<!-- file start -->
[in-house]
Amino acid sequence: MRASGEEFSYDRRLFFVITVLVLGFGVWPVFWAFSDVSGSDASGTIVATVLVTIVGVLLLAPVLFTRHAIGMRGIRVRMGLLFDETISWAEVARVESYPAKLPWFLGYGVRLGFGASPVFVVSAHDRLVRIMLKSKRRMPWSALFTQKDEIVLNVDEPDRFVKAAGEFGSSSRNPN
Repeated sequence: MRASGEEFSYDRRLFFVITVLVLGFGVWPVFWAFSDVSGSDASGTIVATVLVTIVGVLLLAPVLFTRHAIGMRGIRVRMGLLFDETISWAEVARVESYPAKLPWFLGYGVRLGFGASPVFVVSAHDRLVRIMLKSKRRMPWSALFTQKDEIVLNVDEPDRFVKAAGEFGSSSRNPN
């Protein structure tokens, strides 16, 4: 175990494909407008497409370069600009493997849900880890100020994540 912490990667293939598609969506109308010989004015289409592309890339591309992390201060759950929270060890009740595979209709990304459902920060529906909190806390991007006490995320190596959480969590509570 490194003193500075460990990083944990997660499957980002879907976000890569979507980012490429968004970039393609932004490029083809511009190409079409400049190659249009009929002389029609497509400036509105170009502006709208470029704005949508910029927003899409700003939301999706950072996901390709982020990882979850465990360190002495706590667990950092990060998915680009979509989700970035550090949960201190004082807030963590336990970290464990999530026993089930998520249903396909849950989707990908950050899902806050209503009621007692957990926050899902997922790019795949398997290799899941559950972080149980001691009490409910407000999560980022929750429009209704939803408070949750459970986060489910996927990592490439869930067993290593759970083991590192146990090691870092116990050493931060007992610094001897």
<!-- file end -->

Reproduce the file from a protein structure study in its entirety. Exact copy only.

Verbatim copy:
[in-house]
Amino acid sequence: MRASGEEFSYDRRLFFVITVLVLGFGVWPVFWAFSDVSGSDASGTIVATVLVTIVGVLLLAPVLFTRHAIGMRGIRVRMGLLFDETISWAEVARVESYPAKLPWFLGYGVRLGFGASPVFVVSAHDRLVRIMLKSKRRMPWSALFTQKDEIVLNVDEPDRFVKAAGEFGSSSRNPN
Repeated sequence: MRASGEEFSYDRRLFFVITVLVLGFGVWPVFWAFSDVSGSDASGTIVATVLVTIVGVLLLAPVLFTRHAIGMRGIRVRMGLLFDETISWAEVARVESYPAKLPWFLGYGVRLGFGASPVFVVSAHDRLVRIMLKSKRRMPWSALFTQKDEIVLNVDEPDRFVKAAGEFGSSSRNPN
């Protein structure tokens, strides 16, 4: 175990494909407008497409370069600009493997849900880890100020994540 912490990667293939598609969506109308010989004015289409592309890339591309992390201060759950929270060890009740595979209709990304459902920060529906909190806390991007006490995320190596959480969590509570 490194003193500075460990990083944990997660499957980002879907976000890569979507980012490429968004970039393609932004490029083809511009190409079409400049190659249009009929002389029609497509400036509105170009502006709208470029704005949508910029927003899409700003939301999706950072996901390709982020990882979850465990360190002495706590667990950092990060998915680009979509989700970035550090949960201190004082807030963590336990970290464990999530026993089930998520249903396909849950989707990908950050899902806050209503009621007692957990926050899902997922790019795949398997290799899941559950972080149980001691009490409910407000999560980022929750429009209704939803408070949750459970986060489910996927990592490439869930067993290593759970083991590192146990090691870092116990050493931060007992610094001897």